On a sunny day in the shadow of the Space Needle, Andrea Wilson is focused on a different needle. She’s inside a dark exhibition hall lying belly down on a table ― her face flitting back and forth between a smile and a grimace of pain. Wilson is wearing only black bikini bottoms but she does not look underdressed. A colorful peacock swirls from below her knees up to her shoulders, where it’s growing, feather by hard-won feather.
“I would describe [the feeling] as someone holding a lighter to your skin,” the young woman says as a tattoo gun buzzes over her shoulder blade. So why is she smiling? “I try to do mind over matter,” she explains. “The result is so beautiful.”
Wilson is one of thousands of people who are spending part of a late summer weekend celebrating inked skin at the annual Seattle Tattoo Expo. We’re here to get an answer to this question:
What do people choose to have permanently drawn onto their bodies and why?
Turns out, the answer is often more than skin-deep. That is especially true of the tattoos created by Madame Lazonga, a veteran Seattle artist who has been doing this for 45 years. One of her specializations is reconstructive tattooing, creating 3-D nipples or beautiful designs to transform women’s mastectomy scars.
“Tattooing gives women something to show for the surgeries, the mental, emotional stuff that they’ve been through,” Lazonga says, flipping through photos of clients showing off realistic nipple tattoos or dreamy patterns. “I had one lady tell me it helped to fill a void.”
For Britt Lawson, family is what’s important to feature in her tattoos. She has a portrait of her mom as a young girl on her calf and an intriguing black-and-white 1950s ranch house emblazoned across her collar bone.
“It’s my grandmother’s house,” Lawson explains, pulling back her hair so we can see the whole house. “It was a kind of coveted place for me to dream and be myself.”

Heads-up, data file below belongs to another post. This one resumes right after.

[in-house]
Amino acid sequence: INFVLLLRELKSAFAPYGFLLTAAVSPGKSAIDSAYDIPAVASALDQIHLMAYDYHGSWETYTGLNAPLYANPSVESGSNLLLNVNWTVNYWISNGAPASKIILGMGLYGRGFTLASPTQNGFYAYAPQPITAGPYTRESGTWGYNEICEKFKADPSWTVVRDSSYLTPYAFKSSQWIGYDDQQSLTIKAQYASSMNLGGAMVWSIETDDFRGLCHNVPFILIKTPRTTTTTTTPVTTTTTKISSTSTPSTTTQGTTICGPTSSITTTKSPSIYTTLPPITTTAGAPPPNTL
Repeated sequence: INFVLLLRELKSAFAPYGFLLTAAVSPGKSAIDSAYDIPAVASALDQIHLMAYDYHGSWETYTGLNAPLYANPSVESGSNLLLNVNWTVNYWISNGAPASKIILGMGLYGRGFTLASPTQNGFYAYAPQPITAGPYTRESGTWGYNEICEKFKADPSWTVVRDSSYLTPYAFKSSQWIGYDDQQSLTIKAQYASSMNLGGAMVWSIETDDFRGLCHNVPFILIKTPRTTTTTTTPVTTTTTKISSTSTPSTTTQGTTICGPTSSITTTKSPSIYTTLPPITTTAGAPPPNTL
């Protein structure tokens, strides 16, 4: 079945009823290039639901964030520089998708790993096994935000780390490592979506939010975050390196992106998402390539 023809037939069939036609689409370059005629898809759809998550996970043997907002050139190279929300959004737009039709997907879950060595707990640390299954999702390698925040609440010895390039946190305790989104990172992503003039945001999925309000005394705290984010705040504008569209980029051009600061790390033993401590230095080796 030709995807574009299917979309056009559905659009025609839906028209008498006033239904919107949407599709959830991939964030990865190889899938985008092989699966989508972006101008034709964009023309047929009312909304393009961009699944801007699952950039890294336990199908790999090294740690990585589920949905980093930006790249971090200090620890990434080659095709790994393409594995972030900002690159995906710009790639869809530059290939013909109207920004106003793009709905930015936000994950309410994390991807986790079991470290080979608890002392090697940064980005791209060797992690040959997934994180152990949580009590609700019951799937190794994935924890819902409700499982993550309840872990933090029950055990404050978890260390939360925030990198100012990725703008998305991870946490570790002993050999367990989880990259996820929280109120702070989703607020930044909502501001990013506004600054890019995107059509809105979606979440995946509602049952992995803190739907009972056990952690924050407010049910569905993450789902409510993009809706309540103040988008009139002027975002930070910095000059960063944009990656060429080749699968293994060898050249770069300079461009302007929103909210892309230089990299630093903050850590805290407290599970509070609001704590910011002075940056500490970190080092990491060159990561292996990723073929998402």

Zach Schaap wears his heart on his sleeve ― an epic tattoo runs the length of his arm that features sheep and tulips and lions representing his family’s Dutch heritage as well as different facets of his personality. Schaap is an art director at an ad agency. “I think in our employee handbook it says we are not allowed to have tattoos, but we would have to fire half of our staff!”
Though they have chosen very different tattoo themes, what Schaap, Lawson and Wilson have in common is that they are young adults ― the sweet spot of the tattoo demography. According to the latest Harris Poll, nearly half of millennials and over a third of Gen-Xers say they have at least one tattoo. And those numbers have been growing every year.
“Tattooing is just a personal ornamentation choice,” says University of Washington student Colin Davis. “It is no different than getting your ears pierced.”
Tattooing gives women something to show for the surgeries, the mental, emotional stuff that they’ve been through.
Apparently, gone are the days when tattoos were just for sailors and bikers. Lyle Tuttle remembers those days fondly. But how could he forget?